The proposal has been drawn up as a precautionary measure that could potentially save the lives of workers if they receive high doses of radiation while battling to bring the damaged nuclear reactors under control.If those transplants take place and are effective, the brave men and women will be part of a story that began with the bombing of Hiroshima and Nagasaki during World War II. People exposed to radiation from those bombs frequently developed leukemias. Investigating those cancers led scientists in Canada to discover cells in the bone marrow that constantly form new blood and immune cells. The leukemias arose when bone marrow stem cells suffered mutations and turned some cells cancerous.
Eventually, scientists used these discoveries to develop bone marrow transplants, in which a person's bone marrow is eliminated by radiation then replaced with donor bone marrow. Blood-forming stem cells within that bone marrow then form a new blood and immune system — presumably one that's cancer-free. CIRM grantee Irv Weissman at Stanford University identified the blood-forming stem cells amidst the many cell types in the bone marrow.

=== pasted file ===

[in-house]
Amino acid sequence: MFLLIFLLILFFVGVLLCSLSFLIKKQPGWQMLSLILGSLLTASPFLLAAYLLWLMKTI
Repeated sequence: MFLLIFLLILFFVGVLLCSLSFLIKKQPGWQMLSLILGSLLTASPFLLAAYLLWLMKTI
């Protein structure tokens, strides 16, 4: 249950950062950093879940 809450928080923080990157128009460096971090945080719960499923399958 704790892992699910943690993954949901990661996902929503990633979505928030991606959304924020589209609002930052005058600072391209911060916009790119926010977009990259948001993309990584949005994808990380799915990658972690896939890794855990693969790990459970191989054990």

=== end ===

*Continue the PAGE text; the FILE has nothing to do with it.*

Now, the technique that started with radiation-exposed people in Japan could help the brave men and women who have been exposed while trying to save the nuclear plants damaged during the country's earthquake and tsunami. The idea is that Japanese scientists would freeze blood-forming stem cells from workers, which could then be used to treat those workers if they are exposed.
Although the stored cells could treat blood cancers, some warn that workers might consider the cells a safety net and take unnecessary risks. Stored blood cells wouldn't be able to treat damage to other tissues. The Guardian quotes Robert Peter Gale, a US medical researcher advising the Japanese government:
"These cells can reconstitute bone marrow function; that is not the only target of high dose radiation, they would have damage elsewhere, to their lungs, gastrointenstinal tract and their skin."He also warns about the logistics of extracting blood-forming stem cells from the roughly 800 workers.